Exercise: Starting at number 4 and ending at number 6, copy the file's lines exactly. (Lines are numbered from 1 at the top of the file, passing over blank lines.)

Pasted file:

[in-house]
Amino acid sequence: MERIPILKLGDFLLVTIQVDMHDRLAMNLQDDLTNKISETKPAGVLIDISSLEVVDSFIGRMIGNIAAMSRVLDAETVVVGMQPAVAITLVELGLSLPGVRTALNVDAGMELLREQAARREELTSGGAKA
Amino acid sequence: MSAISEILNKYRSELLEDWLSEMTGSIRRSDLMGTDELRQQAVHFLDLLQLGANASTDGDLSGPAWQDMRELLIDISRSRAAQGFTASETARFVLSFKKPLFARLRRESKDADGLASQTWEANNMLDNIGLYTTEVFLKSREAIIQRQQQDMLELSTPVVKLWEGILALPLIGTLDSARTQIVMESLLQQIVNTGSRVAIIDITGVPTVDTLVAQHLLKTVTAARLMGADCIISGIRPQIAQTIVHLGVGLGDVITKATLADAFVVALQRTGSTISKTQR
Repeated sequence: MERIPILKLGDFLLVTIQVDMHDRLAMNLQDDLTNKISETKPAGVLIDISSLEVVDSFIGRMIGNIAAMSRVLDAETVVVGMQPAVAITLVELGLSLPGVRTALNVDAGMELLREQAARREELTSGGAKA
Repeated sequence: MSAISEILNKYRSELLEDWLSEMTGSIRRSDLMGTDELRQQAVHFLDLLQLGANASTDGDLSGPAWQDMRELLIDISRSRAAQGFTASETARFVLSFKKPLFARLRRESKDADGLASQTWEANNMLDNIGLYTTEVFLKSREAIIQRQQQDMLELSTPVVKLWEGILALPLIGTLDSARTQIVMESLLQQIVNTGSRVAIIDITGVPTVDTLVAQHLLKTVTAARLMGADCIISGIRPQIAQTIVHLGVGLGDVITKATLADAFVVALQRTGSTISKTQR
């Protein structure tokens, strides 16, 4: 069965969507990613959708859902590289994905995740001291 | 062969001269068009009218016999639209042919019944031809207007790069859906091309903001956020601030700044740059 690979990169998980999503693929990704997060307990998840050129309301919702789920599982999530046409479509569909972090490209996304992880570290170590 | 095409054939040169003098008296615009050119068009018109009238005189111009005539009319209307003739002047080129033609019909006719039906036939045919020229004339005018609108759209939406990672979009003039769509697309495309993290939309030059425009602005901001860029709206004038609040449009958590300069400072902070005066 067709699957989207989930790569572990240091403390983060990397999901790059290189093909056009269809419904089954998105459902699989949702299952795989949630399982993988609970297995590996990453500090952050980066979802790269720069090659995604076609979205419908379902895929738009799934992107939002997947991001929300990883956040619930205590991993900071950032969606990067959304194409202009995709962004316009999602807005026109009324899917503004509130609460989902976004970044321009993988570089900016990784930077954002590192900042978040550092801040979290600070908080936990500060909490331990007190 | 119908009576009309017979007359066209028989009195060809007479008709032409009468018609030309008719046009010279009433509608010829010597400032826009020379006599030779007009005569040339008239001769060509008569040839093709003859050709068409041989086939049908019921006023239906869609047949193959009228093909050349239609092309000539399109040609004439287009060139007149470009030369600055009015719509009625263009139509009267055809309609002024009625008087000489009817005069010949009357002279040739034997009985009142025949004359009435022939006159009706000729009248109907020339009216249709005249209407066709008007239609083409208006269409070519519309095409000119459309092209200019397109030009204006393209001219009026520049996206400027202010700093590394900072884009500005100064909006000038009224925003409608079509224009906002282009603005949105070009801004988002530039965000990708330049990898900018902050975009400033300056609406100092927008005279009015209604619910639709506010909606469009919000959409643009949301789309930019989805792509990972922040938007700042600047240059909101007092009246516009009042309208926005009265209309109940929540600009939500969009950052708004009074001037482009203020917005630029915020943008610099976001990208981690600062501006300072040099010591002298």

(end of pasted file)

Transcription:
Repeated sequence: MERIPILKLGDFLLVTIQVDMHDRLAMNLQDDLTNKISETKPAGVLIDISSLEVVDSFIGRMIGNIAAMSRVLDAETVVVGMQPAVAITLVELGLSLPGVRTALNVDAGMELLREQAARREELTSGGAKA
Repeated sequence: MSAISEILNKYRSELLEDWLSEMTGSIRRSDLMGTDELRQQAVHFLDLLQLGANASTDGDLSGPAWQDMRELLIDISRSRAAQGFTASETARFVLSFKKPLFARLRRESKDADGLASQTWEANNMLDNIGLYTTEVFLKSREAIIQRQQQDMLELSTPVVKLWEGILALPLIGTLDSARTQIVMESLLQQIVNTGSRVAIIDITGVPTVDTLVAQHLLKTVTAARLMGADCIISGIRPQIAQTIVHLGVGLGDVITKATLADAFVVALQRTGSTISKTQR
């Protein structure tokens, strides 16, 4: 069965969507990613959708859902590289994905995740001291 | 062969001269068009009218016999639209042919019944031809207007790069859906091309903001956020601030700044740059 690979990169998980999503693929990704997060307990998840050129309301919702789920599982999530046409479509569909972090490209996304992880570290170590 | 095409054939040169003098008296615009050119068009018109009238005189111009005539009319209307003739002047080129033609019909006719039906036939045919020229004339005018609108759209939406990672979009003039769509697309495309993290939309030059425009602005901001860029709206004038609040449009958590300069400072902070005066 067709699957989207989930790569572990240091403390983060990397999901790059290189093909056009269809419904089954998105459902699989949702299952795989949630399982993988609970297995590996990453500090952050980066979802790269720069090659995604076609979205419908379902895929738009799934992107939002997947991001929300990883956040619930205590991993900071950032969606990067959304194409202009995709962004316009999602807005026109009324899917503004509130609460989902976004970044321009993988570089900016990784930077954002590192900042978040550092801040979290600070908080936990500060909490331990007190 | 119908009576009309017979007359066209028989009195060809007479008709032409009468018609030309008719046009010279009433509608010829010597400032826009020379006599030779007009005569040339008239001769060509008569040839093709003859050709068409041989086939049908019921006023239906869609047949193959009228093909050349239609092309000539399109040609004439287009060139007149470009030369600055009015719509009625263009139509009267055809309609002024009625008087000489009817005069010949009357002279040739034997009985009142025949004359009435022939006159009706000729009248109907020339009216249709005249209407066709008007239609083409208006269409070519519309095409000119459309092209200019397109030009204006393209001219009026520049996206400027202010700093590394900072884009500005100064909006000038009224925003409608079509224009906002282009603005949105070009801004988002530039965000990708330049990898900018902050975009400033300056609406100092927008005279009015209604619910639709506010909606469009919000959409643009949301789309930019989805792509990972922040938007700042600047240059909101007092009246516009009042309208926005009265209309109940929540600009939500969009950052708004009074001037482009203020917005630029915020943008610099976001990208981690600062501006300072040099010591002298």